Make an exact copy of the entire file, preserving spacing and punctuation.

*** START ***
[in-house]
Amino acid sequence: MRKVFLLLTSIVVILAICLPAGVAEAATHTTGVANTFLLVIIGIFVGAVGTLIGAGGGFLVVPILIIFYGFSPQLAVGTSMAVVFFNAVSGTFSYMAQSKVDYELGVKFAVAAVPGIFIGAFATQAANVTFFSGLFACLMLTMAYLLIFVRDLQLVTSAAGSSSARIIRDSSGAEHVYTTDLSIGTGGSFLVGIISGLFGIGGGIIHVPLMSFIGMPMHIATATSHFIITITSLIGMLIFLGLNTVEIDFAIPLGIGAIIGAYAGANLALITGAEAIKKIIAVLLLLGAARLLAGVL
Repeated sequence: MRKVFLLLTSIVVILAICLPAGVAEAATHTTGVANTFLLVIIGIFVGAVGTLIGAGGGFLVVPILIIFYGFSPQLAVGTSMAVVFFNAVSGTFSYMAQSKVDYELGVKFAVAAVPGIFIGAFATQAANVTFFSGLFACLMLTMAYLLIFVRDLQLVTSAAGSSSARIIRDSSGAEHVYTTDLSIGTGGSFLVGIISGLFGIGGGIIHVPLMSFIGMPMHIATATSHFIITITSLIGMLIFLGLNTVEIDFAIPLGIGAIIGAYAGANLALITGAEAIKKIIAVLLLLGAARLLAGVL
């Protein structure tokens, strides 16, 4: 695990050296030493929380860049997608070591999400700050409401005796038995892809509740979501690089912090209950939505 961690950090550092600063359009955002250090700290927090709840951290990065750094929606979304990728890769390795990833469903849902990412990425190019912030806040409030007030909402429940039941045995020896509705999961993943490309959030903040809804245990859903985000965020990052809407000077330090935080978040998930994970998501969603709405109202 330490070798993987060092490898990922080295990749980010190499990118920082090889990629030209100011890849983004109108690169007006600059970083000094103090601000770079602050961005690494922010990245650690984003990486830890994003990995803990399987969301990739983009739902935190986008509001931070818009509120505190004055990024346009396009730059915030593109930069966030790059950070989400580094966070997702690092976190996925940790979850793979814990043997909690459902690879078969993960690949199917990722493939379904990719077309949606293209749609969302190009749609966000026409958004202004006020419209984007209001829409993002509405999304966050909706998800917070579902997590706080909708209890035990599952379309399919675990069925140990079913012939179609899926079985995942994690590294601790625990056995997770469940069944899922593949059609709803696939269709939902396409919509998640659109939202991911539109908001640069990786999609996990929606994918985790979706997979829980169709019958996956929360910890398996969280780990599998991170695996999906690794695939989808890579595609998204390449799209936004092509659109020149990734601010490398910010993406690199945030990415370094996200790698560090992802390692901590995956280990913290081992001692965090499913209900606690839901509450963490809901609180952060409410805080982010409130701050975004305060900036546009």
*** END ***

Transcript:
[in-house]
Amino acid sequence: MRKVFLLLTSIVVILAICLPAGVAEAATHTTGVANTFLLVIIGIFVGAVGTLIGAGGGFLVVPILIIFYGFSPQLAVGTSMAVVFFNAVSGTFSYMAQSKVDYELGVKFAVAAVPGIFIGAFATQAANVTFFSGLFACLMLTMAYLLIFVRDLQLVTSAAGSSSARIIRDSSGAEHVYTTDLSIGTGGSFLVGIISGLFGIGGGIIHVPLMSFIGMPMHIATATSHFIITITSLIGMLIFLGLNTVEIDFAIPLGIGAIIGAYAGANLALITGAEAIKKIIAVLLLLGAARLLAGVL
Repeated sequence: MRKVFLLLTSIVVILAICLPAGVAEAATHTTGVANTFLLVIIGIFVGAVGTLIGAGGGFLVVPILIIFYGFSPQLAVGTSMAVVFFNAVSGTFSYMAQSKVDYELGVKFAVAAVPGIFIGAFATQAANVTFFSGLFACLMLTMAYLLIFVRDLQLVTSAAGSSSARIIRDSSGAEHVYTTDLSIGTGGSFLVGIISGLFGIGGGIIHVPLMSFIGMPMHIATATSHFIITITSLIGMLIFLGLNTVEIDFAIPLGIGAIIGAYAGANLALITGAEAIKKIIAVLLLLGAARLLAGVL
């Protein structure tokens, strides 16, 4: 695990050296030493929380860049997608070591999400700050409401005796038995892809509740979501690089912090209950939505 961690950090550092600063359009955002250090700290927090709840951290990065750094929606979304990728890769390795990833469903849902990412990425190019912030806040409030007030909402429940039941045995020896509705999961993943490309959030903040809804245990859903985000965020990052809407000077330090935080978040998930994970998501969603709405109202 330490070798993987060092490898990922080295990749980010190499990118920082090889990629030209100011890849983004109108690169007006600059970083000094103090601000770079602050961005690494922010990245650690984003990486830890994003990995803990399987969301990739983009739902935190986008509001931070818009509120505190004055990024346009396009730059915030593109930069966030790059950070989400580094966070997702690092976190996925940790979850793979814990043997909690459902690879078969993960690949199917990722493939379904990719077309949606293209749609969302190009749609966000026409958004202004006020419209984007209001829409993002509405999304966050909706998800917070579902997590706080909708209890035990599952379309399919675990069925140990079913012939179609899926079985995942994690590294601790625990056995997770469940069944899922593949059609709803696939269709939902396409919509998640659109939202991911539109908001640069990786999609996990929606994918985790979706997979829980169709019958996956929360910890398996969280780990599998991170695996999906690794695939989808890579595609998204390449799209936004092509659109020149990734601010490398910010993406690199945030990415370094996200790698560090992802390692901590995956280990913290081992001692965090499913209900606690839901509450963490809901609180952060409410805080982010409130701050975004305060900036546009």